Bo Gustafsson

Every year the Association for the Sciences of Limnology and Oceanography (ASLO) honors an aquatic scientist whose research leads to the identification, analysis or solution of critical environmental challenges with the Ruth Patrick Award. This year’s award goes to Bo Gustafsson, oceanographer and director of the marine modelling institute Baltic Nest Institute at Stockholm University Baltic Sea Centre, and also affiliated at the Tvärminne Zoological Station (University of Helsinki).

– Bo Gustafsson’s outstanding work on regional-scale nutrient modelling has been instrumental to the protection and restoration of the Baltic Sea. He is a true leader in the field and a brilliant example of how to work at the boundary of science and policy, ASLO President, Roxane Maranger, notes in an announcement

Bo Gustafsson started off his career at Gothenburg University, with a PhD in Physical oceanography, and has since spent 25 years on developing models and making calculations for nutrient loading and their impacts in the Baltic Sea.

– It is truly honoring to receive this recognition from the scientific community. The earlier recipients are really prominent scientist on the international scene and it’s quite amazing, as a Baltic Sea researcher, to take part in that assembly, Gustafsson says about the Ruth Patrick award.

Important models and outreach to combat eutrophication

The modelling tools developed by Bo Gustafsson and his colleagues at the Baltic Nest Institute have played an important role in the development of the HELCOM Baltic Sea Action Plan. They enabled the calculations of the maximum allowable inputs of nutrients and country-wise reduction schemes for reaching a good environmental status in the Baltic Sea.

– We have succeeded in building a reliability on our models and calculations in HELCOM, but one part of that is to receive credibility among other scientists in the different countries, that their respective officials turn to, Gustafsson explains.

– This award is further recognizing that the work we are doing is right.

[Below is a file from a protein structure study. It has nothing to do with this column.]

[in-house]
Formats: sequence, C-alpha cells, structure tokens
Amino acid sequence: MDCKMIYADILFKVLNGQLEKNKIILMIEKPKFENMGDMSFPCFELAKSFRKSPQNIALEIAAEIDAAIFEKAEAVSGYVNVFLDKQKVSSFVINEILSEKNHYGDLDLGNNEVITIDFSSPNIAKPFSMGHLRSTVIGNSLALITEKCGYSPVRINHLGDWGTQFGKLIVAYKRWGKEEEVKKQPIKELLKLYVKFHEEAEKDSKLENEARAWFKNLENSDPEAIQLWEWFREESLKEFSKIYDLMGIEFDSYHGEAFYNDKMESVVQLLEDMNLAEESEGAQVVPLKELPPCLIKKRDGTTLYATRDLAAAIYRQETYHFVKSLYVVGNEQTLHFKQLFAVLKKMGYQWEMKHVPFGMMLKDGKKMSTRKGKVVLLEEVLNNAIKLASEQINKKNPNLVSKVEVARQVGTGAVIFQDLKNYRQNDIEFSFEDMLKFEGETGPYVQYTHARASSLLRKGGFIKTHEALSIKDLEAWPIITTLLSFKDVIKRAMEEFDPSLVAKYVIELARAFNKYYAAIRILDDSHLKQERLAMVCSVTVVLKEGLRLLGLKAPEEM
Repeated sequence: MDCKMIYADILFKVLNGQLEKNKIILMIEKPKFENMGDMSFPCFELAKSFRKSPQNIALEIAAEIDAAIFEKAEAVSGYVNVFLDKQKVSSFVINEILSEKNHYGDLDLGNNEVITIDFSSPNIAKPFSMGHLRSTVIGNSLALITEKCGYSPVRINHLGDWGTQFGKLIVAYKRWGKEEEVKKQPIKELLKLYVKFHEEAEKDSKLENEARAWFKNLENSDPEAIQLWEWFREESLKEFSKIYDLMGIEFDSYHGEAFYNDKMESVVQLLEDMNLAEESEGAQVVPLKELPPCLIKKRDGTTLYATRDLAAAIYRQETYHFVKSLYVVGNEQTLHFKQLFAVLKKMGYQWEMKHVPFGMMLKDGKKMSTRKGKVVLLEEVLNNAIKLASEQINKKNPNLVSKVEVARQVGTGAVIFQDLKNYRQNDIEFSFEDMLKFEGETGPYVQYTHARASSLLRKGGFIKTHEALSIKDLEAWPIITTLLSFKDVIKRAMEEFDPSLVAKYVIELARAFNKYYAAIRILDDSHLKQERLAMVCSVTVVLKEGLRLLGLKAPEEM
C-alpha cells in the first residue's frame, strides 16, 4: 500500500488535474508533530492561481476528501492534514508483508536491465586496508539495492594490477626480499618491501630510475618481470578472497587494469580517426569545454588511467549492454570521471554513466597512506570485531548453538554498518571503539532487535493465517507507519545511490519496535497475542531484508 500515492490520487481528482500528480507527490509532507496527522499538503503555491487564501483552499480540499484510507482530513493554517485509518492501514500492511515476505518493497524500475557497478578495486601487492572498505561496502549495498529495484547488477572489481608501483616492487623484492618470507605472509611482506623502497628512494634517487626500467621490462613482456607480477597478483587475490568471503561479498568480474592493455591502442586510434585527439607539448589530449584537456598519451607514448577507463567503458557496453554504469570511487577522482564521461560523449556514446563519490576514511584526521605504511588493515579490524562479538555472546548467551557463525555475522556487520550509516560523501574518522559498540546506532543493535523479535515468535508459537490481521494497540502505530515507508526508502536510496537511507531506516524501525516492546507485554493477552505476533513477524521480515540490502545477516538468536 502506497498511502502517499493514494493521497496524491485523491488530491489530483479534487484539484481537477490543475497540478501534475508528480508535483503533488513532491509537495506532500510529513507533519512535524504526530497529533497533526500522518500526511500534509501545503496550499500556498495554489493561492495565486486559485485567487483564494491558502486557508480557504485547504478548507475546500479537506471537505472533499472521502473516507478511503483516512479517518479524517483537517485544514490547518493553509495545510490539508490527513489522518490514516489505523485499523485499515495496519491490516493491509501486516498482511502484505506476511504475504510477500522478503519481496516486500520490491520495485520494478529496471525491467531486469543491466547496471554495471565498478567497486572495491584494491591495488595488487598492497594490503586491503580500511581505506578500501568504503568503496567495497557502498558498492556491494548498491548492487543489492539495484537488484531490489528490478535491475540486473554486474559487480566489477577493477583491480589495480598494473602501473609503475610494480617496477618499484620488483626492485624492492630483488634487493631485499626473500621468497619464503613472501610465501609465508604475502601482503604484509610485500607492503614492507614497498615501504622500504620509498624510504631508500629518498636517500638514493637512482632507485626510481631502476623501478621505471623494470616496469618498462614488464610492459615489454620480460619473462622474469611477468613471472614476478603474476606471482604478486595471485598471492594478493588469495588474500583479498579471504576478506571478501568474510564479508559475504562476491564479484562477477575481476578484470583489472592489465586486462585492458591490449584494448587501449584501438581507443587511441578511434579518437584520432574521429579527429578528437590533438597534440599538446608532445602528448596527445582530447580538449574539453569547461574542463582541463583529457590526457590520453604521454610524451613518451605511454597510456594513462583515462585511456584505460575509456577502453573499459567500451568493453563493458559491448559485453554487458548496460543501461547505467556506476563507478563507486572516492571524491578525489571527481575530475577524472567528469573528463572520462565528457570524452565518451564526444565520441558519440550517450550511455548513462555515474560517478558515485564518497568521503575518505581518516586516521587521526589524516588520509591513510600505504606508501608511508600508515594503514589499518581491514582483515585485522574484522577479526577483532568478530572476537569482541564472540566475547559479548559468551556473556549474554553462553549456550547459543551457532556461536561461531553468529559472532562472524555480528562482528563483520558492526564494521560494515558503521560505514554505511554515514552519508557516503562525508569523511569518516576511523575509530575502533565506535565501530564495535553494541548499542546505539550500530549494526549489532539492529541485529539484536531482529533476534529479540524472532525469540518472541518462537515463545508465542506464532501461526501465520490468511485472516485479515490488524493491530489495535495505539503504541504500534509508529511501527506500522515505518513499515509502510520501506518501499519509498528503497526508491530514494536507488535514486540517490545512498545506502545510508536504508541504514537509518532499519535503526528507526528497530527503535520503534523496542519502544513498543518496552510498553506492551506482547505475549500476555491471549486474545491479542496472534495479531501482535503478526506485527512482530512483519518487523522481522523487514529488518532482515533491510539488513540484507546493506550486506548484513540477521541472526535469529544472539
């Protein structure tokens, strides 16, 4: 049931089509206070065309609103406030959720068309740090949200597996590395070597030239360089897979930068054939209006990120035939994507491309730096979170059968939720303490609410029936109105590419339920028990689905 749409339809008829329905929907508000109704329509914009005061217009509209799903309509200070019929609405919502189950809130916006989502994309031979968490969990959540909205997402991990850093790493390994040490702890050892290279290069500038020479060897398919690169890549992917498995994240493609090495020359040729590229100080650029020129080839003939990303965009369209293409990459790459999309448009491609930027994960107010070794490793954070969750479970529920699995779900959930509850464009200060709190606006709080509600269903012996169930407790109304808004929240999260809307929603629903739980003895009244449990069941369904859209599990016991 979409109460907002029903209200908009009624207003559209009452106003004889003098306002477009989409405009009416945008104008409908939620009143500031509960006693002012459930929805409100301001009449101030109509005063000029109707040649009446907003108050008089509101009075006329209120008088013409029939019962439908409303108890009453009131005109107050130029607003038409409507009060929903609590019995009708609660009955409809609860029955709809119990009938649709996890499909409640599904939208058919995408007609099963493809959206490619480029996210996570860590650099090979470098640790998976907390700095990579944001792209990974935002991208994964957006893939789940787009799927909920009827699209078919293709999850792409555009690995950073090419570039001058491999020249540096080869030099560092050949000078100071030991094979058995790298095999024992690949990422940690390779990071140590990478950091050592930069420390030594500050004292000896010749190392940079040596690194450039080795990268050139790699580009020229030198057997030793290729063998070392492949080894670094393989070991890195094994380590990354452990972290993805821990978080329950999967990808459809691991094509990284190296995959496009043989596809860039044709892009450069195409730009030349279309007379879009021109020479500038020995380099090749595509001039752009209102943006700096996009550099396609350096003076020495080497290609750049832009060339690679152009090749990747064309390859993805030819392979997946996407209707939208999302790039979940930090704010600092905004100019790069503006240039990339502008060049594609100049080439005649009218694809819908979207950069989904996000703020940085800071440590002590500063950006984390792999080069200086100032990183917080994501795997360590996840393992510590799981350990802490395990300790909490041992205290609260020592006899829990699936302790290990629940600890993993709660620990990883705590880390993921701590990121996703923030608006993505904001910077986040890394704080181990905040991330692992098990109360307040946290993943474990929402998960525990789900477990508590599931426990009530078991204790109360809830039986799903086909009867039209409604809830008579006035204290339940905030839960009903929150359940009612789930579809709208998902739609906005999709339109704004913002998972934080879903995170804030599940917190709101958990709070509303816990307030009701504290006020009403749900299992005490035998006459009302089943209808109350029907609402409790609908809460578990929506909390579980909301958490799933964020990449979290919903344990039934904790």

In their motivation, the Ruth Patrick committee highlights the outreach work Gustafsson have done to policymakers as well as with the public.

– His devotion at building consensus to protect the Baltic across many different cultures, shows a remarkable capacity to make the best available science applicable and accessible to society in an actionable way. This is a truly inspiring achievement, writes ASLO President Roxane Maranger.

Being accessible to media, but more importantly to officials and experts in different countries is an important part of the work, says Gustafsson.

– Building these relations, learning how to talk to decision makers and understanding their perspective takes a long time. You have to be prepared to repeatedly explain the foundations of your models and make special calculations. But it has been very interesting processes to take part in.

Ecosystems and their services still puzzling

Currently, the process of revising the Baltic Sea Action Plan is ongoing. Bo Gustafsson and other scientist have prepared a basis that includes replacing country allocated reduction targets with so called nutrient inputs ceilings, and the politicians in the HELCOM countries will take a position on the proposal later this year.

How have the general knowledge and attitudes to the large-scale problems in the Baltic Sea changed over the years you have worked with these issues?

– Earlier, there was a larger sense of optimism. People felt that ”if we put some energy into this problem it will be fixed”. The last decades the loads have decreased quite significantly. Now there is a sense of frustration that we don’t see more results in the environment. It’s a split problem in a way – on the larger scale we know how the system works, but regarding some issues we need to dig further. Our models can show what will happen in 100 years, but it’s more difficult to predict the next 20 years.

Which remaining knowledge gaps are important to fill?

– There are many things we don’t know yet about the ecosystem and how it reacts to changes, and that we are currently studying. We still need to know more about the biochemical processes in the sediments and the interactions with the animals that live there.

– My dream is that we can become more concrete in our goals. Perhaps the goals we have set are too expensive, then we might need to make trade-offs between costs and environmental status. This requires a greater precision in the models and a possibility to connect them to concrete ecosystem services.  How many more swimming days will we get in Gotland if we reduce the nutrients loads further 20 percent? I would like to be able to answers such questions.

Bo Gustafsson will receive the Ruth Patrick award at the 2021 ASLO Aquatic Sciences Virtual Meeting in June.

Text: Lisa Bergqvist